Need for more wind power in California to replace Natural Gas
The Porter Ranch methane leak disaster has substantially increased the carbon emissions footprint for the whole state and will impact the carbon budget for decades. It highlights the vulnerability that natural gas imposes on California's plans to cut carbon emissions.
Since the San Onofre Nuclear plant shutdown, CA has become more dependent upon natural gas generation. Natural gas is also the main swing producer to mitigate the variability of solar and wind. Natural gas is supposed to have a lower carbon footprint than coal, but this is somewhat controversial. Coal, being mostly carbon with little hydrogen, is nasty, but at least it does not leak.
Solar generation capacity in CA reached 11.5 GW in 2015, of which 3.5 GW was installed this year. At this pace CA will reach 20 GW of solar in several years. Wind power tends to peak in the evening and decline during the day, so it tends to complement the solar power daily profile. However, growth in wind power in CA, now at 6 GW, will not keep pace, because the best onshore wind sites are already taken. This means that the Duck Curve shown at the beginning of this thread in on track to get worse
in the next few years, forcing larger daily swings in natural gas generation. If Porter Ranch forces a cutback in natural gas in CA, what low carbon alternatives can replace it?
1. Advanced nuclear.
3. Offshore wind, conventional.
4. Offshore wind, floating.
5. Inport wind power via new HVDC transmission lines from midwest.
1. Advanced nuclear. Not available on this time scale, cost and risks unknown, a big subject for another post. It can never be a complete solution because it cannot ramp up and down.
2. Storage. Batteries are the holy grail, but I believe their cost has to decline an order of magnitude to be viable at utility scale. I have covered hydro power storage in a post above on this thread.
http://www.mynissanleaf.com/viewtopic.p ... 98#p415925
3. NREL has a map that shows that there is a lot of offshore wind power potential on the west coast, including CA.
Europe has about 9 GW of offshore wind power, with new expansion coming in the UK and the Baltic. It is high quality wind that blows more consistently than onshore wind.
The US currently has zero
offshore wind, with one small wind farm under construction off the east coast. A major reason is that the Baltic sea and UK waters are shallow, while our coastal water is deep. Europe is also willing to pay the higher costs of offshore wind. The towers are more expensive to install, maintenance is more expensive, and transmission to shore is more expensive, but these costs are all coming down, approaching $.12/kWh, which is over twice what onshore wind can deliver in the US today.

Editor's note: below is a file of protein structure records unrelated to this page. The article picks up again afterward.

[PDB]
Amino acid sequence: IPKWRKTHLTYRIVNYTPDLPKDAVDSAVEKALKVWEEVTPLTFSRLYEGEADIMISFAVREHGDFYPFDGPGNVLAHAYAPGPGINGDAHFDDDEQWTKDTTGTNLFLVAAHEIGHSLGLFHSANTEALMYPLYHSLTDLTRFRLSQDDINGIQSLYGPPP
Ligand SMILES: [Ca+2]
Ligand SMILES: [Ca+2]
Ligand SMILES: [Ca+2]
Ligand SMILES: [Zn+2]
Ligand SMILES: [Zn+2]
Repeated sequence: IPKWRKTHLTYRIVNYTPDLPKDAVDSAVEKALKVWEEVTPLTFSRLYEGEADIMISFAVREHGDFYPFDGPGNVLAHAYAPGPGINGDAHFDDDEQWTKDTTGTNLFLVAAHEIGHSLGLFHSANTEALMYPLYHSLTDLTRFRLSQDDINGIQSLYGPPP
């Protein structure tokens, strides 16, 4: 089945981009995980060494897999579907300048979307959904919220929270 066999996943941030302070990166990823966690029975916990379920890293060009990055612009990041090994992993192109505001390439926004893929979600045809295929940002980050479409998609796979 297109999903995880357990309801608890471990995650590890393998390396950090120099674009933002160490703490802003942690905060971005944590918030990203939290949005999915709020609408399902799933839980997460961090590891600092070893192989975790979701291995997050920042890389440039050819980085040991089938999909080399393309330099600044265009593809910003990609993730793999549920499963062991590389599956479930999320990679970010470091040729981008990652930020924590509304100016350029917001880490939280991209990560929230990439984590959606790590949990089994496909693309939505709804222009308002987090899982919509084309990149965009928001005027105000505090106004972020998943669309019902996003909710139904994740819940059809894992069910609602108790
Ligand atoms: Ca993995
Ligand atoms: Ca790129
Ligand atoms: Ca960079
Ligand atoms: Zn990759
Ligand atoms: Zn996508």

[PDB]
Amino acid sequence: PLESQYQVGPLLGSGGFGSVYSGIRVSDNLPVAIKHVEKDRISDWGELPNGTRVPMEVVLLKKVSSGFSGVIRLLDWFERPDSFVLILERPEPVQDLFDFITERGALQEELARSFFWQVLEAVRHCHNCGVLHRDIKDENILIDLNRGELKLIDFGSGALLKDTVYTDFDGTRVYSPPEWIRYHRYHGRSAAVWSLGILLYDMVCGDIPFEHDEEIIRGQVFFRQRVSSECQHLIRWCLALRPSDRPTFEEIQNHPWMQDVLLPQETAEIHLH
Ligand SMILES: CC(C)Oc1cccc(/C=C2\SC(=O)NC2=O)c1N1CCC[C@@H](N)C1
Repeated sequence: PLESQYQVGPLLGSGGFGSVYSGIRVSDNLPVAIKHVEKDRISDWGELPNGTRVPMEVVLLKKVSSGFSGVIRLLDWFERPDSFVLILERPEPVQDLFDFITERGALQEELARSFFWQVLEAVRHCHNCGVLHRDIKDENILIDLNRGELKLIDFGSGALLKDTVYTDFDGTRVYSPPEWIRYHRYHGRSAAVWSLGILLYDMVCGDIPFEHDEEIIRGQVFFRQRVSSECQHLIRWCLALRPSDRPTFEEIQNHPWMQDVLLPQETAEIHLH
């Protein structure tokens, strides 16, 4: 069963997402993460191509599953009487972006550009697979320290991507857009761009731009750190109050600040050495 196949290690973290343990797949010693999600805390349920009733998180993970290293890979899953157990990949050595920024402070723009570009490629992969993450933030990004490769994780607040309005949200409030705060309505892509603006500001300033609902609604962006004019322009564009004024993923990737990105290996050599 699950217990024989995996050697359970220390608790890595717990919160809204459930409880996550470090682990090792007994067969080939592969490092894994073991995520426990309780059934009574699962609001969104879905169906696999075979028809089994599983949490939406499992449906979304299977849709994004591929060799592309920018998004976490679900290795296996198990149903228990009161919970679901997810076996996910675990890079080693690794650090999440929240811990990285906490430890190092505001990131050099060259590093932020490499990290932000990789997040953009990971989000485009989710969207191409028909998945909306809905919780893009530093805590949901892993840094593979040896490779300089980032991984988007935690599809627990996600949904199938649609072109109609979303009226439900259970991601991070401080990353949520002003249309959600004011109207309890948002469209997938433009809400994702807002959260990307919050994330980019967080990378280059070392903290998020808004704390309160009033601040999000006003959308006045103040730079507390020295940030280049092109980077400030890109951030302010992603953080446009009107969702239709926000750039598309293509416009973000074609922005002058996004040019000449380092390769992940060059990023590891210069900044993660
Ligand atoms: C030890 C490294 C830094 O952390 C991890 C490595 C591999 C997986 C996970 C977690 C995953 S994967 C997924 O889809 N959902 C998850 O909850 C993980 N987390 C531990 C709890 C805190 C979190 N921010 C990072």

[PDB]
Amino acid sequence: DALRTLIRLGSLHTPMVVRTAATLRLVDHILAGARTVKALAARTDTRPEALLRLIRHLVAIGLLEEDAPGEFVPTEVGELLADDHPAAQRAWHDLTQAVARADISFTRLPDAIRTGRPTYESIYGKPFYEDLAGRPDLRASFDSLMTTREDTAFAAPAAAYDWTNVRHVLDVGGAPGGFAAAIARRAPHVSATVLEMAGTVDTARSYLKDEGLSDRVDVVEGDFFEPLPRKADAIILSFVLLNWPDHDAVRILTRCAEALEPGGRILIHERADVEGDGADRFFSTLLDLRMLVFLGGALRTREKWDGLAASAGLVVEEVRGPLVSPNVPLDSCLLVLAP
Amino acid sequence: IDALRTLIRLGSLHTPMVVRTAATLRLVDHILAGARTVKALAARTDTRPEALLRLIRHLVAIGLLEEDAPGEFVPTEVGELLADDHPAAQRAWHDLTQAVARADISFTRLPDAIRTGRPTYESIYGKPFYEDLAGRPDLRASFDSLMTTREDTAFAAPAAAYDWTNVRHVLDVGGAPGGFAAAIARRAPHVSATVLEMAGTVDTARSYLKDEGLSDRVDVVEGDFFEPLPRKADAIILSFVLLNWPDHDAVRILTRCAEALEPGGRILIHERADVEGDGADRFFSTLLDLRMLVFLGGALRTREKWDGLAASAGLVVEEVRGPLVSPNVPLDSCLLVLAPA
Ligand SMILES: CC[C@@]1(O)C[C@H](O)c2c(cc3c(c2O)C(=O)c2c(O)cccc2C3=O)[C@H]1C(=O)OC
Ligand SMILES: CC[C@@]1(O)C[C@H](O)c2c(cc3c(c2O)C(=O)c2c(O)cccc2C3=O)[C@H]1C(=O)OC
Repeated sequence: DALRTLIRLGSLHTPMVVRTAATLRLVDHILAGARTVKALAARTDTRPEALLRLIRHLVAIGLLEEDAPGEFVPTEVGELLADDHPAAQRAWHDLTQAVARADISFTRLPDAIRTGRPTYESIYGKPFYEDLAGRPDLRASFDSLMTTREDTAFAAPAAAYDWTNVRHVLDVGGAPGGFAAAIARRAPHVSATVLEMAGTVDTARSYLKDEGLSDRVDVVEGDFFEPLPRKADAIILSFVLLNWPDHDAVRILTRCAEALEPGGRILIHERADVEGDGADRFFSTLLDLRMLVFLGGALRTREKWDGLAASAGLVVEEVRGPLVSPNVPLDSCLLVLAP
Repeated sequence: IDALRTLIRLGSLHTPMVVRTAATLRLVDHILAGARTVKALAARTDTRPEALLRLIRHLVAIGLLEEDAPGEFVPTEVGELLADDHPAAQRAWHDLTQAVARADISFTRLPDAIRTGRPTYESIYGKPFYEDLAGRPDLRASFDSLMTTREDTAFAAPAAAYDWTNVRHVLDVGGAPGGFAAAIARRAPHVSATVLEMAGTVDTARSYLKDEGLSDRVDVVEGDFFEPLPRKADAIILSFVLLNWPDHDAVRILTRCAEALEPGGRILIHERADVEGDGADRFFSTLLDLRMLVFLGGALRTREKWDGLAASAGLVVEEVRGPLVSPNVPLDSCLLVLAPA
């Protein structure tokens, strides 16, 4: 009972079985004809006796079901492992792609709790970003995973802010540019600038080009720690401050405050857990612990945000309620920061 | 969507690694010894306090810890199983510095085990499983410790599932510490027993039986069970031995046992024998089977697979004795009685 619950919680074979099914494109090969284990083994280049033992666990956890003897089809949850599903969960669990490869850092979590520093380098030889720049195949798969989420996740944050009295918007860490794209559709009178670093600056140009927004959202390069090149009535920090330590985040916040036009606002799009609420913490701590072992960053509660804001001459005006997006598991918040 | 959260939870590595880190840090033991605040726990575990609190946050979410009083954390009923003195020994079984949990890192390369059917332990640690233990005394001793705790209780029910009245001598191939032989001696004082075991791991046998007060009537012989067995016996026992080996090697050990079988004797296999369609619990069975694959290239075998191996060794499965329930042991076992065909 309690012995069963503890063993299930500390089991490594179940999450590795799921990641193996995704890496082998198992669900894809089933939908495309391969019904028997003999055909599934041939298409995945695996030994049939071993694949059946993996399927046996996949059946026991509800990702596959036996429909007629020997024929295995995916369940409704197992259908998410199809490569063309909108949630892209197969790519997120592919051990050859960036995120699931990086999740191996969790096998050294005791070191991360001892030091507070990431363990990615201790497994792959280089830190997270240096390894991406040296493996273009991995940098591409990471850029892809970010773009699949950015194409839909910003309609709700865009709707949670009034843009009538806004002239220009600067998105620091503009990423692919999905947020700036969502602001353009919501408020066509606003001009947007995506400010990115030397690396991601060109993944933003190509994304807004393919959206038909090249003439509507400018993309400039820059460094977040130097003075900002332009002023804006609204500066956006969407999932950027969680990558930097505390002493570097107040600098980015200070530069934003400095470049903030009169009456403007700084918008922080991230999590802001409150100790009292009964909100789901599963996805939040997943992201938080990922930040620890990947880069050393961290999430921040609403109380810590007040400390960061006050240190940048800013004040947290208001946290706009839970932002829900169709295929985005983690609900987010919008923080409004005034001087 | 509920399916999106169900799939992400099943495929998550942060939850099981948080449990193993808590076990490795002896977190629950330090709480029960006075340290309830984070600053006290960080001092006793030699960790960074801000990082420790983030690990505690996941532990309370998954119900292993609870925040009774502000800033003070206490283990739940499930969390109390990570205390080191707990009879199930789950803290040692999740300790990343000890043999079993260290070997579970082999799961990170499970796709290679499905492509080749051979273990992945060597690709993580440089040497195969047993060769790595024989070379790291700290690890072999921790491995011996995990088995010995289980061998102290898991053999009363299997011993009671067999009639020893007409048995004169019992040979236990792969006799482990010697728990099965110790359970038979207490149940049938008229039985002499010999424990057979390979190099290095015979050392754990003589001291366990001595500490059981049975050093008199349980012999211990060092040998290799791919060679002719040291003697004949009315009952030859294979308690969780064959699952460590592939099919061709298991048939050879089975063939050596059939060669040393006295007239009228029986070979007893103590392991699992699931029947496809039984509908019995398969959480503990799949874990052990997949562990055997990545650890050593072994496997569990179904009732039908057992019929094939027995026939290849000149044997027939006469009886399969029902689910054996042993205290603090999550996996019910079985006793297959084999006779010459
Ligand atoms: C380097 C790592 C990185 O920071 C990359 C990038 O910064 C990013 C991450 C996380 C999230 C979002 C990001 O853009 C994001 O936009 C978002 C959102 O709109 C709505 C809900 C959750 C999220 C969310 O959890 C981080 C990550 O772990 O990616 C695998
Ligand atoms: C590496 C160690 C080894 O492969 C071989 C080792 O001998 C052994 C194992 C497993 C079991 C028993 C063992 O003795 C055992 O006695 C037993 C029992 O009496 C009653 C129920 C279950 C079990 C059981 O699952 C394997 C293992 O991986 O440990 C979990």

On the map, Lake Michigan has obvious wind potential, and its waters are easily shallow enough. Political opposition has blocked this wind project for 5 years.
http://www.mlive.com/news/muskegon/inde ... shore.html
4. Utility scale floating wind power is under advanced development. There are only a few operating floating wind turbines around the world. A university in Spain has patented a new floating design called WindCrete:
http://phys.org/news/2015-11-patent-low ... rbine.html
5. There is a proposed HDVC project that would deliver wind power from WY to a hub in Las Vegas, from which it could connect with the CA transmission grid.
It would have a capacity of 3 GW for a price of 3 $bill, $1 per watt. DC lines have lower losses than AC and beyond a certain distance AC lines have too much reactive capacitance. It proposes 600kV, but state of the art today is 800 kV DC. There is also concern that in some states the political leadership is so hostile to renewable power that they would block the construction of such a transmission line over their territory. That is sad.
$1 per watt is not cheap, and this project has been "under development" since 2005. California would need several lines this large.